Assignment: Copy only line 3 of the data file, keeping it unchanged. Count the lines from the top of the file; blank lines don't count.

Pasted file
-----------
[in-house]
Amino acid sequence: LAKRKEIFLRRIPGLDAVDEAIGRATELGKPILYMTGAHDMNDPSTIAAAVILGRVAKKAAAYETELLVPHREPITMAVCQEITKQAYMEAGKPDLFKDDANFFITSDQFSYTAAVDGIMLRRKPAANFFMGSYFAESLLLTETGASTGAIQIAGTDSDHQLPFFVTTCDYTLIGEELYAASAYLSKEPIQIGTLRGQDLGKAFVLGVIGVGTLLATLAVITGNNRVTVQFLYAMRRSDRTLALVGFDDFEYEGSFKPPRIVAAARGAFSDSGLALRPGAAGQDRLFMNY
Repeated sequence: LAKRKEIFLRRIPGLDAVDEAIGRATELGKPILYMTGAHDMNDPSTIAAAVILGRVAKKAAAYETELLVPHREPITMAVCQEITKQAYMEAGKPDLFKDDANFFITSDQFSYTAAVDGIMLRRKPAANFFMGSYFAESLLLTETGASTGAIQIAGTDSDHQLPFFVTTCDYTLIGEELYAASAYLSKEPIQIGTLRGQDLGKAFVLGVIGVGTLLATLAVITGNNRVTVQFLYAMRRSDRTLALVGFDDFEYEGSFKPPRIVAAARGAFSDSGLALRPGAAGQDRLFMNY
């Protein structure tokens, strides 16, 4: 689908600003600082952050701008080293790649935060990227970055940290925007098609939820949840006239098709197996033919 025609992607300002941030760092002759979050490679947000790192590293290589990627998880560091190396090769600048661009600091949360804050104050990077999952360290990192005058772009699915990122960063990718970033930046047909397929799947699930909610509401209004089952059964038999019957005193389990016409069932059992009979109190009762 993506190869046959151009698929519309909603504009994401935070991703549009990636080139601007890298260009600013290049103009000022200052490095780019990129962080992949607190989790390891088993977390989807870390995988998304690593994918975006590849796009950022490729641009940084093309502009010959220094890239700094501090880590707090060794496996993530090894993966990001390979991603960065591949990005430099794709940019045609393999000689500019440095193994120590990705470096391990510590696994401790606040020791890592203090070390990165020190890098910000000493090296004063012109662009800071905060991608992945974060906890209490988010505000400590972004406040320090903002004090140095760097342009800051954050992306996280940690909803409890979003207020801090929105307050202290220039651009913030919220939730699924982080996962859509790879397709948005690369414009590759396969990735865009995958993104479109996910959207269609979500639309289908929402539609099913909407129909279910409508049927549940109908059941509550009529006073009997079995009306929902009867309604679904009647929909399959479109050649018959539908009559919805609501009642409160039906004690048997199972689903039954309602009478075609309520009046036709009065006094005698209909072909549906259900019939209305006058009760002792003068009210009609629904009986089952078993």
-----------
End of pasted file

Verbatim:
Repeated sequence: LAKRKEIFLRRIPGLDAVDEAIGRATELGKPILYMTGAHDMNDPSTIAAAVILGRVAKKAAAYETELLVPHREPITMAVCQEITKQAYMEAGKPDLFKDDANFFITSDQFSYTAAVDGIMLRRKPAANFFMGSYFAESLLLTETGASTGAIQIAGTDSDHQLPFFVTTCDYTLIGEELYAASAYLSKEPIQIGTLRGQDLGKAFVLGVIGVGTLLATLAVITGNNRVTVQFLYAMRRSDRTLALVGFDDFEYEGSFKPPRIVAAARGAFSDSGLALRPGAAGQDRLFMNY